‘Alarming’ Drop Found in Black Males’ College-Going Rate

January 25, 1989 5 min read
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The enrollment of black students in higher education increased by only half a percentage point between 1984 and 1986--a growth rate lagging far behind that for other major minority groups, an analysis by the American Council on Education has found.

Minority enrollment grew, over all, by 7.6 percent during the period, a report by the Washington-based higher-education group says. But the double-digit percentage increases registered by Asians and Hispanics, it says, served to “mask the ... stagnation of black enrollment.”

Black enrollment in 1984, the report notes, had been 2.8 percent below the 1980 peak of 1.1 million students.

In addition to its review of the 1984-86 data, the “Seventh Annual Status Report on Minorities in Higher Education” assesses progress in the decade from 1976--when racial and ethnic breakdowns were first made available--to 1986.

It concludes that, although high-school completion rates for both blacks and Hispanics have risen substantially in the 10-year period, a lower percentage of these graduates are entering college.

Most striking, the report says, has been the “alarming” decline in the participation rate of young black males. That group represents, it says, the only enrollment decrease among minorities over the decade--a slippage of 7.2 percent.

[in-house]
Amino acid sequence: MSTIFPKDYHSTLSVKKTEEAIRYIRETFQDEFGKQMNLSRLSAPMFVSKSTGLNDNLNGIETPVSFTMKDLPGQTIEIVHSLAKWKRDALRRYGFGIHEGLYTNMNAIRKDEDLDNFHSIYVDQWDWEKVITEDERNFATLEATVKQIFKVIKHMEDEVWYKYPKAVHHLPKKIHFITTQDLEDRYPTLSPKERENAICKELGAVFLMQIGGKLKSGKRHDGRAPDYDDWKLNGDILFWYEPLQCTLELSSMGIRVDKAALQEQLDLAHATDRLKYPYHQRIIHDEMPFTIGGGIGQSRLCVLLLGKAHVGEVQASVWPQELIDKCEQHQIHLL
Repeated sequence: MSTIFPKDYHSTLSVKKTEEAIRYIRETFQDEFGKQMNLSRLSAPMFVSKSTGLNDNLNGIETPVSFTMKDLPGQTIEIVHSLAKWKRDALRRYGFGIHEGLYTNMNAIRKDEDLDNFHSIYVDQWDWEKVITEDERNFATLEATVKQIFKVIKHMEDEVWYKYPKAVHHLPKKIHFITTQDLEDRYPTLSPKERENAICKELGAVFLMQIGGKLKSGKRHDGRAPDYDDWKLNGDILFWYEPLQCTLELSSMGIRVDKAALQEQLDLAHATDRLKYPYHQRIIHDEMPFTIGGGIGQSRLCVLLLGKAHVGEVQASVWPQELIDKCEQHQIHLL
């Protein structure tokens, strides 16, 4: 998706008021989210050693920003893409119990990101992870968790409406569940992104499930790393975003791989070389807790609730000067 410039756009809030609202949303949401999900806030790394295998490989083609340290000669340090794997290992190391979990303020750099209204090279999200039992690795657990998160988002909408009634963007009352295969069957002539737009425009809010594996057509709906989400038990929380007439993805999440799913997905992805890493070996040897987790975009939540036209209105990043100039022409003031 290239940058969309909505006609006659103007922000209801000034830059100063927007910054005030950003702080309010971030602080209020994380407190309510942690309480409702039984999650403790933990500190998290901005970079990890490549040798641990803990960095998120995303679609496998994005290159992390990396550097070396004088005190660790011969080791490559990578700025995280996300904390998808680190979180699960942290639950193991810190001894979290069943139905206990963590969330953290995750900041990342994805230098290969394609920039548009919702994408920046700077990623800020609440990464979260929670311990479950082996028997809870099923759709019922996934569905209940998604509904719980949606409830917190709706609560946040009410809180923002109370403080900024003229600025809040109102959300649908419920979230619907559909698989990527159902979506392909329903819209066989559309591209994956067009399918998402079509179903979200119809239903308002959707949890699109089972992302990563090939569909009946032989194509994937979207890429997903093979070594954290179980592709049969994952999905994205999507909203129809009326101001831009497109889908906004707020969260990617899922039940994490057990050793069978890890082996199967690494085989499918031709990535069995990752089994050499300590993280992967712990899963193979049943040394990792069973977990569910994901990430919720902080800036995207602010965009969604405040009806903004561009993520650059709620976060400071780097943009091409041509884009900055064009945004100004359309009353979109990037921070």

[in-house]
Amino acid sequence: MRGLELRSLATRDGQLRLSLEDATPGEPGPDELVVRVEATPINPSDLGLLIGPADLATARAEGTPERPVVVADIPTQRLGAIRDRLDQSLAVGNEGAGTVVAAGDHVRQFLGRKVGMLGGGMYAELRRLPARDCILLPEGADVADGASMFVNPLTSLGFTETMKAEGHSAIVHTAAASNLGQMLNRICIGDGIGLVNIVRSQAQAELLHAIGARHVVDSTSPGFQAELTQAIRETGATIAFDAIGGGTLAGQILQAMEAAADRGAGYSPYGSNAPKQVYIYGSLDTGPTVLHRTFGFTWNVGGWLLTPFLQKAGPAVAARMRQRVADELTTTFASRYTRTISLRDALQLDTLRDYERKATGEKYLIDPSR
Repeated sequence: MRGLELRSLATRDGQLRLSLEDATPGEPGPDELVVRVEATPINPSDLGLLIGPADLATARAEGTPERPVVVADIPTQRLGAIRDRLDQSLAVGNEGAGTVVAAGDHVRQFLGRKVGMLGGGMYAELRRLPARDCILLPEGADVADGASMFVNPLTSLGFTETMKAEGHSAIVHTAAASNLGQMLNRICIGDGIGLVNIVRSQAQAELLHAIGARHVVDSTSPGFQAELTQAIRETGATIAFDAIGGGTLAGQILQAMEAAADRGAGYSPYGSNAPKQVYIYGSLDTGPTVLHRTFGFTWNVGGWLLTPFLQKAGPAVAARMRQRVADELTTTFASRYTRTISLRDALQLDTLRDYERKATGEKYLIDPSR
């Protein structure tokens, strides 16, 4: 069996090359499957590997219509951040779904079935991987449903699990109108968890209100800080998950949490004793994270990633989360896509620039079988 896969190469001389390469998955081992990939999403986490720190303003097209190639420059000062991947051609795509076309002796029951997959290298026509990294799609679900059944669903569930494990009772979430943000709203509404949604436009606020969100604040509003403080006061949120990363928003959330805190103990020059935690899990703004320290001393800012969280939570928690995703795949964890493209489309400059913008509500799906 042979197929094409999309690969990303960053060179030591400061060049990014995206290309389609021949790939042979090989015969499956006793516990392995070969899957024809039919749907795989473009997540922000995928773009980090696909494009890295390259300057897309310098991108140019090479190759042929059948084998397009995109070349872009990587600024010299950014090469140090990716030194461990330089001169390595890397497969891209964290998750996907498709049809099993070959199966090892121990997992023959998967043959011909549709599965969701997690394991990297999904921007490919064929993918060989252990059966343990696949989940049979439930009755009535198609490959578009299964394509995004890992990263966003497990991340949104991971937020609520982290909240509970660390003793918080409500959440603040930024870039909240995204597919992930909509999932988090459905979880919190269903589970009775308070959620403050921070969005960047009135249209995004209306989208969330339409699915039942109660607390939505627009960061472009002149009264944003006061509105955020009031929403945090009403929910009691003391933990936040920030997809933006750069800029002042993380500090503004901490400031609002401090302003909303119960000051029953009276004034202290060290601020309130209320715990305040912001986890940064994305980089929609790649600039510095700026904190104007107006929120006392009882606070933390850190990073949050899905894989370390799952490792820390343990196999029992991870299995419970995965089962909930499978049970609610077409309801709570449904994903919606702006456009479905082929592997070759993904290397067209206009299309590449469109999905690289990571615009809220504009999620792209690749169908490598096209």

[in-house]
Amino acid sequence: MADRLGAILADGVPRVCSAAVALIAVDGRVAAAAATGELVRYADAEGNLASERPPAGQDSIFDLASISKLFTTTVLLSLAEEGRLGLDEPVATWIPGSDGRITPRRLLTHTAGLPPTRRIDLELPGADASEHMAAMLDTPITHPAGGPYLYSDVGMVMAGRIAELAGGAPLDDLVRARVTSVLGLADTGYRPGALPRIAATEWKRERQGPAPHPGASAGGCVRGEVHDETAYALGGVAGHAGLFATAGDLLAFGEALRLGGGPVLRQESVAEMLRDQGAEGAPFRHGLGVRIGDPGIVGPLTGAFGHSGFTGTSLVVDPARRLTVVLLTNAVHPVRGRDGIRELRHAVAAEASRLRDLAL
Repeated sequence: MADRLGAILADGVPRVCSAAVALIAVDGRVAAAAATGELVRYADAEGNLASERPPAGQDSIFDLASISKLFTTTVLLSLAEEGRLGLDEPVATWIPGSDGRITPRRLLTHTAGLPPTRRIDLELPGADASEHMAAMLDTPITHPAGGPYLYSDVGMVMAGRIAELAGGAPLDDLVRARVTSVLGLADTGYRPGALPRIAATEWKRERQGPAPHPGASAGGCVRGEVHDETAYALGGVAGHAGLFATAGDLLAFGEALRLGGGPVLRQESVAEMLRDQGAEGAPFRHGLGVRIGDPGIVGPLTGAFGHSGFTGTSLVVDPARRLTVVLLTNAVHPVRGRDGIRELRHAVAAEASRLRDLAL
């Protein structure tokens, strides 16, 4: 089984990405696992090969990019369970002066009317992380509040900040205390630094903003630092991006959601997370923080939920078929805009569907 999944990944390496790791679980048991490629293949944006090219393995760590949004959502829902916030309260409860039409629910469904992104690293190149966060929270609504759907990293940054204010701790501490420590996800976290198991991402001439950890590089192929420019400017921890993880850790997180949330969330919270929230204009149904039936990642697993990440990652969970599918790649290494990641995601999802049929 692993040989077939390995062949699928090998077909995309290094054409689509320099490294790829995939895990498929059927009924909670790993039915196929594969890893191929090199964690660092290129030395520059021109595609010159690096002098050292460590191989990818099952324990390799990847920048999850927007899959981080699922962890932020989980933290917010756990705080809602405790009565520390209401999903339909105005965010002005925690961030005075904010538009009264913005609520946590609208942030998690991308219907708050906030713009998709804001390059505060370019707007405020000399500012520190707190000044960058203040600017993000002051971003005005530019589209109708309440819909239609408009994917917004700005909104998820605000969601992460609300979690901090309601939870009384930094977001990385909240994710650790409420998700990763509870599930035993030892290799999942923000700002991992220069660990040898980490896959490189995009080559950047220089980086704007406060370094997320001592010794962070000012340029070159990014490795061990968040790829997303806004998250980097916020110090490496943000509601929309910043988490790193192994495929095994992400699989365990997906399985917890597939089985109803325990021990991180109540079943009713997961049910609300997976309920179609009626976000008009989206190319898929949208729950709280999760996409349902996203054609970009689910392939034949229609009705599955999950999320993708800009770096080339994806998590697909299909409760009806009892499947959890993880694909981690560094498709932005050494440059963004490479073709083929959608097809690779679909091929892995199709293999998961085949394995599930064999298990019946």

In 1976, black males made up 4.3 percent of the total college enrollment; in 1986, the figure was down to 3.5 percent.

Black Males ‘At Risk’

In contrast, the report notes, “black women held relatively steady at 5.1 percent of enrollments in 1976 and 5.2 percent in 1986.”

The pattern of disparity in the black male-to-female ratio holds true, it says, in graduate school and in faculty employment, and is “less a consequence of significant increases for black women than of a decline for black men.”

“Black males are disproportionately at risk in American society,” the document asserts in a special section devoted to the problem. “They begin life in circumstances that diminish their chances of educational attainment. During the past decade, many relevant social and economic indicators have worsened, which casts doubt on a near-term reversal of the situation.”

Among those indicators, it says, are well-documented tendencies among elementary and secondary educators to expect less of black males and to punish and label them more.

Among the report’s suggestions for remedying the situation are better federal data collection, disaggregated by sex, and more refined studies of black self-image and motivation.

It also recommends a restructuring of financial-aid policies; better research on the quality of proprietary schools, which attract a disproportionate share of young blacks, especially men; and follow-up studies on black males who enter the military to see if inservice educational opportunities are being used.

Studies assessing the impact of the declining number of black schoolteachers on black males’ academic attainment should also be undertaken, the report says, as well as research on the effect of state testing programs on blacks’ enrollment in teacher education.